Donald Ross

Donald Ross (1872-1948) was one of the most significant golf course designers in the history of the sport. He was born at Dornoch in Scotland, but spent most of his adult life in the United States.

Ross served an appreticeship with Old Tom Morris in St Andrews before investing his life savings in a trip to the U.S. in 1899 at the suggestion of a Harvard professor named Robert Wilson, who found him his first job in the America at Oakley Country Club in Watertown, Massachusetts. In 1900 he was appointed as the golf professional at the Pinehurst Resort in North Carolina, where he began his course design career and eventually designed four courses. He had a moderately successful playing career, winning three North and South Opens and two Massachusetts Opens, and finishing fifth in the 1903 U.S. Open and eighth in the 1910 British Open. He later gave up playing and teaching to concentrate on course design, running a substantial practice with several assistants and summer offices in New England.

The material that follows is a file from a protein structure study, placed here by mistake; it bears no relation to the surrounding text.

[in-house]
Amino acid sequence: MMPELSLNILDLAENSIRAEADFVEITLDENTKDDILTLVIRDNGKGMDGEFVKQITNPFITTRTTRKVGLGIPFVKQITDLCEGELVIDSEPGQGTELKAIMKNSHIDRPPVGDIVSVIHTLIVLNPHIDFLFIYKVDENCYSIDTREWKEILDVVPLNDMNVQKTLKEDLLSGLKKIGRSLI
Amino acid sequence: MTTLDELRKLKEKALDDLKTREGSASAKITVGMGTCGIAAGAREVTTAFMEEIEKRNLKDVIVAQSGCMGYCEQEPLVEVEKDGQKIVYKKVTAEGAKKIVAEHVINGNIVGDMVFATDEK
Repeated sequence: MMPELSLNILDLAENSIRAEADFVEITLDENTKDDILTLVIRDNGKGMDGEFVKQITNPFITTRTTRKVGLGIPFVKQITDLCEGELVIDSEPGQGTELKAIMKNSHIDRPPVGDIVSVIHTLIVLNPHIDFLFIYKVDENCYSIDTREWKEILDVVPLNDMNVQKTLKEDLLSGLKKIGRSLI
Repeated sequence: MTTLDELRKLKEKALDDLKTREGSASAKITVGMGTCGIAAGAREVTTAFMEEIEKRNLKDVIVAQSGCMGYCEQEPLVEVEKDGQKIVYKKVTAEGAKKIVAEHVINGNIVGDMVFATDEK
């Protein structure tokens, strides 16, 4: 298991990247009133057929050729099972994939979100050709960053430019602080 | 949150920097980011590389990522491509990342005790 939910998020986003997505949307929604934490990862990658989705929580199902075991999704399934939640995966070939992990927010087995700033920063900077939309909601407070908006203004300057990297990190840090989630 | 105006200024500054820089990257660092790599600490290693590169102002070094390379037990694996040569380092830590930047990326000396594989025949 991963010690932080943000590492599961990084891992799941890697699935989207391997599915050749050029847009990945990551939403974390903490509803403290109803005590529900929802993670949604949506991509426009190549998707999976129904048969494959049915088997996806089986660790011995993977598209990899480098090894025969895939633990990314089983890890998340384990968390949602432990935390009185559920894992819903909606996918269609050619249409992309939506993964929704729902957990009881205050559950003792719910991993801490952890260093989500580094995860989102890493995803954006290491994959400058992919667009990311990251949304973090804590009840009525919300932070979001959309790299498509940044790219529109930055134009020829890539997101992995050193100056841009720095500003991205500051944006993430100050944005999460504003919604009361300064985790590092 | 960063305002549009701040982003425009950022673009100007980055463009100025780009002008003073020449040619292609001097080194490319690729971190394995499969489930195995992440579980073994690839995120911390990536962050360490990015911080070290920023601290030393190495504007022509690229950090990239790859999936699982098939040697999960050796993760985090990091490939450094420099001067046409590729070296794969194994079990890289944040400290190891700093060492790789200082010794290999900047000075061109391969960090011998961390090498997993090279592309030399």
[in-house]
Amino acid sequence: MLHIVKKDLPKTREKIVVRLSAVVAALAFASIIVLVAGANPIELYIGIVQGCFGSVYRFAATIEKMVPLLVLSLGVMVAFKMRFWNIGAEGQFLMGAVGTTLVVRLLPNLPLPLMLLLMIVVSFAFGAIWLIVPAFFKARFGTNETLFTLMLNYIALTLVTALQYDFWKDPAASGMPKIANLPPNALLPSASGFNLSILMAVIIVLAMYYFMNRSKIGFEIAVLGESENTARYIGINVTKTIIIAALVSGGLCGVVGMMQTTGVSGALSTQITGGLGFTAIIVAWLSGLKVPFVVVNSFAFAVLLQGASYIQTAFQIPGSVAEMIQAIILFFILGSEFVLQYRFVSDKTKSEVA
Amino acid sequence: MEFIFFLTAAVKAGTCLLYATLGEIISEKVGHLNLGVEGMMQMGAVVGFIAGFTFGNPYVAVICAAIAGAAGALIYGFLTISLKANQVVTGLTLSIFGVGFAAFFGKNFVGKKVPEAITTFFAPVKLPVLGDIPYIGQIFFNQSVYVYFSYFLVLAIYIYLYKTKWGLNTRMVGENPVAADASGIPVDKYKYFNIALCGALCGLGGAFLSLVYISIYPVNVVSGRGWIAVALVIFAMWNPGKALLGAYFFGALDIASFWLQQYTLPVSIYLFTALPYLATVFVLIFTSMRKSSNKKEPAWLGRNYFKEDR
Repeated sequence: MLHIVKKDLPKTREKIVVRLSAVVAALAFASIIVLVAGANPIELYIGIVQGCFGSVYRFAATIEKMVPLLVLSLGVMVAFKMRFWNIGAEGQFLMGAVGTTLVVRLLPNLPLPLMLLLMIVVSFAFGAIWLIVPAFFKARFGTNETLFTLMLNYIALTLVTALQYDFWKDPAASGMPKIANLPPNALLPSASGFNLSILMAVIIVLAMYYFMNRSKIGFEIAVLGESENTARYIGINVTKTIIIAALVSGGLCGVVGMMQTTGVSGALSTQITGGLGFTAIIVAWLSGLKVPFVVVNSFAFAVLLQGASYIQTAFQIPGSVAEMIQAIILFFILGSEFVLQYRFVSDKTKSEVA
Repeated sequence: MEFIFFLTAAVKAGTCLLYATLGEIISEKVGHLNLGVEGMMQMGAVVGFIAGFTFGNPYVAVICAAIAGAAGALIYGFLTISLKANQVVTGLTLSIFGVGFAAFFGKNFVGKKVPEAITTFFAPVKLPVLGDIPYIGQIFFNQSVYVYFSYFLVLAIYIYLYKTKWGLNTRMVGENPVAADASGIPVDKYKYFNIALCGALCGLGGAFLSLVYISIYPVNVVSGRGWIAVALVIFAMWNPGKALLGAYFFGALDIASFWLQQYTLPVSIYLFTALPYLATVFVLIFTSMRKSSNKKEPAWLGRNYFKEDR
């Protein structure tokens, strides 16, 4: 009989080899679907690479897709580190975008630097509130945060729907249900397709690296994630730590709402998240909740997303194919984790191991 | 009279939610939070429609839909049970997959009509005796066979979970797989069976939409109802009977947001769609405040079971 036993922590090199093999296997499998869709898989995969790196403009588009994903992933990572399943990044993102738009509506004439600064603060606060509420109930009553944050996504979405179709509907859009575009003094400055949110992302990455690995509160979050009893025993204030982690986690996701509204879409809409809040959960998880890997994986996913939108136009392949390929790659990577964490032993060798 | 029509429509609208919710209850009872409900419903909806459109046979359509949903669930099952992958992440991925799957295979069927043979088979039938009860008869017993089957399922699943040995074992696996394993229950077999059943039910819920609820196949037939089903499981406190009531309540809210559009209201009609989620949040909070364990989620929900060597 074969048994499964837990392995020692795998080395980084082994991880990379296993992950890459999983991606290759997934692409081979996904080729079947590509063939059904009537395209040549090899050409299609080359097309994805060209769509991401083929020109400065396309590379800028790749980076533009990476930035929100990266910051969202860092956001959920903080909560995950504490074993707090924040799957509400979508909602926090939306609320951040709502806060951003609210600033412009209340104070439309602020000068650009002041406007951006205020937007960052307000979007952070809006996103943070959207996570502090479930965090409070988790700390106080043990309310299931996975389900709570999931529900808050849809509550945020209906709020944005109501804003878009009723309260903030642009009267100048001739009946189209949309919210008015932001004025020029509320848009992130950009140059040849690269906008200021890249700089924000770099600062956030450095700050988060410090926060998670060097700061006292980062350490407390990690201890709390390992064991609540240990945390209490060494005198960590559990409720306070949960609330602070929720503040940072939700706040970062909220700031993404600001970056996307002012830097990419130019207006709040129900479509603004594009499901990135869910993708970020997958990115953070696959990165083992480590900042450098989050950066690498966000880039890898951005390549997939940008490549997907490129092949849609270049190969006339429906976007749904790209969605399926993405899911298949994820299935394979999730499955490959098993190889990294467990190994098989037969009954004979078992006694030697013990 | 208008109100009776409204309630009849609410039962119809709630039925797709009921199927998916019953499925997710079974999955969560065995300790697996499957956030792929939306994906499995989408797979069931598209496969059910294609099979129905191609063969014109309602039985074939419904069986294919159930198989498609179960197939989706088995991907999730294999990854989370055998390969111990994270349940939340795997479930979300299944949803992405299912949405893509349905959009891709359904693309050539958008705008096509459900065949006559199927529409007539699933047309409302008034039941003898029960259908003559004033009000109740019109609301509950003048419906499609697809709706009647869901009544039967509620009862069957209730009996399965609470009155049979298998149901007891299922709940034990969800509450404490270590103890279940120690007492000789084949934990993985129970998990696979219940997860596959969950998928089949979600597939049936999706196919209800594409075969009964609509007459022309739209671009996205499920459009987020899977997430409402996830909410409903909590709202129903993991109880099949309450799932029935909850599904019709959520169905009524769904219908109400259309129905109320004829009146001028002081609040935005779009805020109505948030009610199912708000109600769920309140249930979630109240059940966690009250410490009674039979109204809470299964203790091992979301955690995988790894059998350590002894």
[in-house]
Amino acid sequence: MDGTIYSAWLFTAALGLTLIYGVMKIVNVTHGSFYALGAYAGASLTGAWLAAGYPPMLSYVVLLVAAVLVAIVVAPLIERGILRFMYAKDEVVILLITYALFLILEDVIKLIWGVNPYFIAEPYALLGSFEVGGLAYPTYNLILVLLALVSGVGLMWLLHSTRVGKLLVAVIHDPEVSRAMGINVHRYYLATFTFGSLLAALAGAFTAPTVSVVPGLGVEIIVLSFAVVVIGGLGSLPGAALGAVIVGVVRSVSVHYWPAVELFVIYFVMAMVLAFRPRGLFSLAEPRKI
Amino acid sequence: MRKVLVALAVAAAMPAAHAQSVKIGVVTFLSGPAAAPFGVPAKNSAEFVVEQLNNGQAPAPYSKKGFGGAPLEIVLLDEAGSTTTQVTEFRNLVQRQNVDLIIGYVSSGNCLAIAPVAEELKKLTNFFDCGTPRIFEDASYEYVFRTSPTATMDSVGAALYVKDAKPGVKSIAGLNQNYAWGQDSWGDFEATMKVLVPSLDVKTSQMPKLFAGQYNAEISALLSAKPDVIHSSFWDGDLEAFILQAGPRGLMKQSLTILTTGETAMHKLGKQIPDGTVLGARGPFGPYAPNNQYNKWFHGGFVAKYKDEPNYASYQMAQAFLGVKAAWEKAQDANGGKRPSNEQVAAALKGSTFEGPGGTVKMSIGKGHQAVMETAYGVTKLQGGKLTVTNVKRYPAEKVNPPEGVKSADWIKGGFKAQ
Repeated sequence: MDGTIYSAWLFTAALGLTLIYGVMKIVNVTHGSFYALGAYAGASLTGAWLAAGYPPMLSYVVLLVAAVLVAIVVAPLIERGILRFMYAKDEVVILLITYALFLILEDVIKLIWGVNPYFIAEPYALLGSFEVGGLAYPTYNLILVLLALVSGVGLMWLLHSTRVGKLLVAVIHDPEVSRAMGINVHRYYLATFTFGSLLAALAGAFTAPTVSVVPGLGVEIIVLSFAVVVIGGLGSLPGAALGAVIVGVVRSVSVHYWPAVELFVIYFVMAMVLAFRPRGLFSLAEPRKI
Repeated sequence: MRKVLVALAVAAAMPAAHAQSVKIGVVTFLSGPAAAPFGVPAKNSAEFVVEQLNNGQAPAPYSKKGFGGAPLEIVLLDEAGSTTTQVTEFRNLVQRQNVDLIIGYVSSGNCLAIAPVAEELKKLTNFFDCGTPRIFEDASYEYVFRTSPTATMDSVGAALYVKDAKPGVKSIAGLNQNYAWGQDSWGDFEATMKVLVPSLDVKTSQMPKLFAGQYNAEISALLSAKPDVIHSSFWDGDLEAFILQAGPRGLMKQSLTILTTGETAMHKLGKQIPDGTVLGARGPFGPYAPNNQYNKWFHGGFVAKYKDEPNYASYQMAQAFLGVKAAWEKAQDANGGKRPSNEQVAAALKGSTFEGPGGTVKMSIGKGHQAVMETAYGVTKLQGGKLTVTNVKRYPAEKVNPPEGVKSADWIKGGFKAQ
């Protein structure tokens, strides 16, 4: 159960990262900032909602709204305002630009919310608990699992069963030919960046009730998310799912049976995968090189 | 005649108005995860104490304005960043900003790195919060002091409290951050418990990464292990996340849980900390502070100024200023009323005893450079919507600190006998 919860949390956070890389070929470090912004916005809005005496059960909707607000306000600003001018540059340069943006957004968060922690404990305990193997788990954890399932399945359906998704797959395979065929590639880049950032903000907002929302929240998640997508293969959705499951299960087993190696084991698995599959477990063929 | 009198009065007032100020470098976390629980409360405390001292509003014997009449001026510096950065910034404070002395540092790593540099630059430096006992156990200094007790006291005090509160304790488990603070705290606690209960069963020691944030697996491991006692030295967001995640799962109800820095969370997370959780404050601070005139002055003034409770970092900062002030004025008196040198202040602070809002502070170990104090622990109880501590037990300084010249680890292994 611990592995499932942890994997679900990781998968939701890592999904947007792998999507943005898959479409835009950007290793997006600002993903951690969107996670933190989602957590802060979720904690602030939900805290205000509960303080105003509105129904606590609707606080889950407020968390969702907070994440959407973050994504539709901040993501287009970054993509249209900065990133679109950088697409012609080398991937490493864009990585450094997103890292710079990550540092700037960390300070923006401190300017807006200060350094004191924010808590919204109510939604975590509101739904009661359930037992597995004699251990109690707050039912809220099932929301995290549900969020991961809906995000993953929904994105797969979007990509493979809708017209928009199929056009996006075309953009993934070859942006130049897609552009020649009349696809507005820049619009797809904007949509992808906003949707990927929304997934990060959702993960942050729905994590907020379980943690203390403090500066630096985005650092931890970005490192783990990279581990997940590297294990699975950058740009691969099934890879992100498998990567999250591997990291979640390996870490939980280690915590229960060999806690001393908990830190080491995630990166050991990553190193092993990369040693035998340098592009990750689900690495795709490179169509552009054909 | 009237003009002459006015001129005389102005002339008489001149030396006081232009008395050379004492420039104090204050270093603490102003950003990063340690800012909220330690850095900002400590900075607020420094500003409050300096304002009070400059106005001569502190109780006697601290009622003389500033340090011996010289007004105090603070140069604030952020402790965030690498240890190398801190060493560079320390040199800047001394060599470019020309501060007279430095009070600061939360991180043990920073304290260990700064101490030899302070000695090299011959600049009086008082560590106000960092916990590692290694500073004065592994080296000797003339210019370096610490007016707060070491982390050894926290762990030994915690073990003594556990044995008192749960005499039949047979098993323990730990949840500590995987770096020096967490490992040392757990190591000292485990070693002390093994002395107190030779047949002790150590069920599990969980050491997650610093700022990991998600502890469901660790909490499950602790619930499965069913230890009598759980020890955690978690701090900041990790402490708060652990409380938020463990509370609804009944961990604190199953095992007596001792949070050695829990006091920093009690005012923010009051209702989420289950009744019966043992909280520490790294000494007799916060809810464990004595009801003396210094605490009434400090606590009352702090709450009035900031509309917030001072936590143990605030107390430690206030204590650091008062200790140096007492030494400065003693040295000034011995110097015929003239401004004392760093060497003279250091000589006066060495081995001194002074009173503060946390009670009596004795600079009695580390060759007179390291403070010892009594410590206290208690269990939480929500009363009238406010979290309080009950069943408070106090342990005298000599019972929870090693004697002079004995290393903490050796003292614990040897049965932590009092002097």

Ross was a founding member and first president of the American Society of Golf Course Architects, which was formed at Pinehurst in 1947. He was admitted to the World Golf Hall of Fame in 1977, a rare honour rarely awarded for anything other than playing success. His brother Alec won the U.S. Open in 1907.